BALDWIN — Visitors to the Lake County Historical Museum in Baldwin will notice three exhibit rooms with military uniforms and artifacts on display — a tribute to the men and woman who served during World War I and World War II. The women's war effort also is highlighted.

The display, which was unveiled in September, commemorates the 100th anniversary of the end of WWI and will continue through Dec. 22, when the museum shuts down for the season. The displayed items are on loan from members of the community. Most of the uniforms were worn by local people who served in wartime, and a few other locals' ancestors.

Along with the uniforms and artifacts are numerous photographs, documents and stories about men and women who served their country.

“This is a limited one-time exhibit,” said Jill Engelman, museum curator, adding the display has been very well-received. "Visitors have personally connected with the exhibit because of the stories behind the names and uniforms on display, bringing the wartime history to life."

One of the displays tells about William M. Gleason, of Baldwin, who spent 10 days behind the Japanese lines during WWII, wounded and without food. When he returned to the U.S., he served in various military camps giving talks to replacement troops about camouflage, cover and concealment.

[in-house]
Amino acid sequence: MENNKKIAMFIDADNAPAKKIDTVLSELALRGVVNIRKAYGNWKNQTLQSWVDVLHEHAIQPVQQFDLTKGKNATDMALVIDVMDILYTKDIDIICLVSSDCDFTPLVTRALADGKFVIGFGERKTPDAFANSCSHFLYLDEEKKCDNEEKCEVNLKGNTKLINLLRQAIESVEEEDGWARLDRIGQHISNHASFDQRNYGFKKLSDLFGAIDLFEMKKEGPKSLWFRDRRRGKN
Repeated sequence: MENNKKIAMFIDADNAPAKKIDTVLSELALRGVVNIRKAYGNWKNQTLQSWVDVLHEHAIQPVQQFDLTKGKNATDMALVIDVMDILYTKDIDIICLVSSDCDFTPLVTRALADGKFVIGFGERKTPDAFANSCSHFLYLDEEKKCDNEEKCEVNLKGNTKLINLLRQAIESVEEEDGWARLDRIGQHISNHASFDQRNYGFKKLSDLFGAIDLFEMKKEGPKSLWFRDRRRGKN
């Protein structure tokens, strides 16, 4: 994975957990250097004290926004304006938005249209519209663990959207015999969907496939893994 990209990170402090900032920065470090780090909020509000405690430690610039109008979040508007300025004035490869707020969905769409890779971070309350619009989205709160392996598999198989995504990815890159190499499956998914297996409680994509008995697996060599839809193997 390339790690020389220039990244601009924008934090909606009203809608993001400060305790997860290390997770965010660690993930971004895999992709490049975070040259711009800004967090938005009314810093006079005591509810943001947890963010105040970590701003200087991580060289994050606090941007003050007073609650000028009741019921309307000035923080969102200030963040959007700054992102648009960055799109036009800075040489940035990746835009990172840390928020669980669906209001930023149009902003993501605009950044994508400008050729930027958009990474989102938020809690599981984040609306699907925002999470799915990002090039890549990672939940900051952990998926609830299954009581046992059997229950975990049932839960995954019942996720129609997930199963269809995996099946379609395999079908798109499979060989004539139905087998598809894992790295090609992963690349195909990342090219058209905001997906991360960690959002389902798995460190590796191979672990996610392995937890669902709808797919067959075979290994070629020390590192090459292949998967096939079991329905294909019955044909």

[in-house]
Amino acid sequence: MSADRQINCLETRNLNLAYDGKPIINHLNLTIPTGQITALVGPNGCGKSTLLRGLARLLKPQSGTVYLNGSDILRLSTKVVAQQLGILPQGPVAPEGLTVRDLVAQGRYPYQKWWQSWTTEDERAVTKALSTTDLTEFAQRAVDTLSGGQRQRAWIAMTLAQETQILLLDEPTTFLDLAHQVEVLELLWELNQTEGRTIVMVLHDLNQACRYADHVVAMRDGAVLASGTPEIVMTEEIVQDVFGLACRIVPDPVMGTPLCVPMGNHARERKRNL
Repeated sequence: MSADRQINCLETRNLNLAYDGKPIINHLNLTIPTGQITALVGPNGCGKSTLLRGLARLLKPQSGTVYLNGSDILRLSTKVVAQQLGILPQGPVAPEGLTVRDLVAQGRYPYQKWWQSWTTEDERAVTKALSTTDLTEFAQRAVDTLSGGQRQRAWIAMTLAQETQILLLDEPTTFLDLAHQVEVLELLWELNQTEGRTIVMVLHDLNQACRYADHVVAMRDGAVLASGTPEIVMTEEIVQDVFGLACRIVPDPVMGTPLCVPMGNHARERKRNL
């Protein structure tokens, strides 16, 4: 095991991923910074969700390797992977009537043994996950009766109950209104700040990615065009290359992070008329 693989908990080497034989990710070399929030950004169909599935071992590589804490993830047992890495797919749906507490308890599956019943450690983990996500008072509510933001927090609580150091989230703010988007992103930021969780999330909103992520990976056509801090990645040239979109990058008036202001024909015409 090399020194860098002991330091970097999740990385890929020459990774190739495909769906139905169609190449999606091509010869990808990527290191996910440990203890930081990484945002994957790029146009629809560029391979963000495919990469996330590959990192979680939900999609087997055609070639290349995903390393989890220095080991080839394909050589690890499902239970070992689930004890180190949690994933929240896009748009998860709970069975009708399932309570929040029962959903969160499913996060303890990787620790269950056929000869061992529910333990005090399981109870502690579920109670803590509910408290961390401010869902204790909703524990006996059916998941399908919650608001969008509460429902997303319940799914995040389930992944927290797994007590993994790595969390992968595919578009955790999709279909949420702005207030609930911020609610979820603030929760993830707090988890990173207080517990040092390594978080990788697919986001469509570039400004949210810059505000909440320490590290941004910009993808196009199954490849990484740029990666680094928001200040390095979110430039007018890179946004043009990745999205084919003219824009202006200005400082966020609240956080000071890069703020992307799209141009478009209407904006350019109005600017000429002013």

The story of Gilbert Willard Smith, U.S. Army Sergeant, who served in South Pacific in the Signal Corps Red Arrow Division, also was told. He was a driver removing the wounded from the battlefield and was only one of 25 percent of his platoon to return home. The majority succumbed to malaria or battle wounds.

Bruno Roti, Second Lt. of the U.S. Army Air Corps, was taken as prisoner of war during WWII. He piloted a B-17 named Sacktime on bombing raids over Germany, and on the seventh mission, he was shot down over Axis territory and was captured by Germans. He spent two years as a Nazi prisoner, first at Stalog Luft 3 in Sagon-Silesia, Bavaria, and then in Numberg-Langwasser. He was liberated at the end of the war.

Devere J. Warner's story is on display in the WWI exhibit. An African-American, he served as a U.S. Army captain for 8th Illinois 370th Infantry. In a letter from his colonel, Warner was stated as being efficient, taking good care of his men, and with personal valor, he was one of the most valuable officers in the regiment. He was awareded the War Cross and the WWI Victory Medal.

The history of the women's war effort on the home front also is told, including women employed at the parachute factory in Nirvana and those who operated an observation post from the second floor of the old fire hall in Baldwin. Emily MacLeod Allison and Romayne Gleason Radtke were among those who took shifts looking out the east windows to watch for enemy aircraft.

Everyone is invited to learn about more stories of the local heroes who served in wartime by visiting the museum, 915 N. Michigan Ave., open from noon to 4 p.m. Wednesday, Thursday, Friday and Saturday through Dec. 22.